Lawyers Get $4M, Consumers – 0 In Yahoo’s Internet Privacy Case

Just as Google, Yahoo announced in 2013 that they would begin scanning their users’ emails for targeted advertising purposes. Class-action lawsuits followed the company’s action, which was stating that Yahoo was violating the “personal liberties” of non-Yahoo Mail users. These persons were sending emails to Yahoo Mail users and realized that Yahoo was scanning their messages without their permission.

“Plaintiff and the Class are among the multitude of U.S. residents who have sent electronic communications or emails to a Yahoo Mail user or users, and whose personal liberties have been, and continue to be, intruded upon when these private communications are read or, in the alternative, eavesdropped upon by Yahoo,” the lawsuit reads. It said Yahoo’s new scanning policies violated federal and state privacy laws. “Yahoo’s e-mail scanning regime seriously threatens the free exercise of personal liberties, and is of the type of behavior that the U.S. Congress and the California Legislature has declared should not be tolerated in a free and civilized society.”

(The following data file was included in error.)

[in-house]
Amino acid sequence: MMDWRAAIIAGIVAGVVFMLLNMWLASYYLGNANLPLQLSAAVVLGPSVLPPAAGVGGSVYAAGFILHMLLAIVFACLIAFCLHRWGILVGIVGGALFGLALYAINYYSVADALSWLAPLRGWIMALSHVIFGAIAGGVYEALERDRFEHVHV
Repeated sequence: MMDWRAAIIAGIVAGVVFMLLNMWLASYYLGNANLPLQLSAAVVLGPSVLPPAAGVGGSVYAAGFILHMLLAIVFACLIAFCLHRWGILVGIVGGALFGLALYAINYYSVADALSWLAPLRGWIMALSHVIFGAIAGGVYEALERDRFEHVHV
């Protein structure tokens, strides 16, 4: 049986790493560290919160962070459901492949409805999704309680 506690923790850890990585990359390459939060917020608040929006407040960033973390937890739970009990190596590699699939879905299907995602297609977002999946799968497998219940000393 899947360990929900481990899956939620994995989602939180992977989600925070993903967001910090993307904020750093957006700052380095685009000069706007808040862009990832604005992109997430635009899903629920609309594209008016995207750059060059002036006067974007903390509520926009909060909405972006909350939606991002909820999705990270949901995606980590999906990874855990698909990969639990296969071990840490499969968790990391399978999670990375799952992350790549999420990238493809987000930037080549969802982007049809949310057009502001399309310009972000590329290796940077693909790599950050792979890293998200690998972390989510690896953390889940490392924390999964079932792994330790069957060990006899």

The latter lawsuit, which was one of six suits merged into a single class action, demanded a judge to halt the screening and award each victim “$5,000 or three times actual damages” in addition to “reasonable

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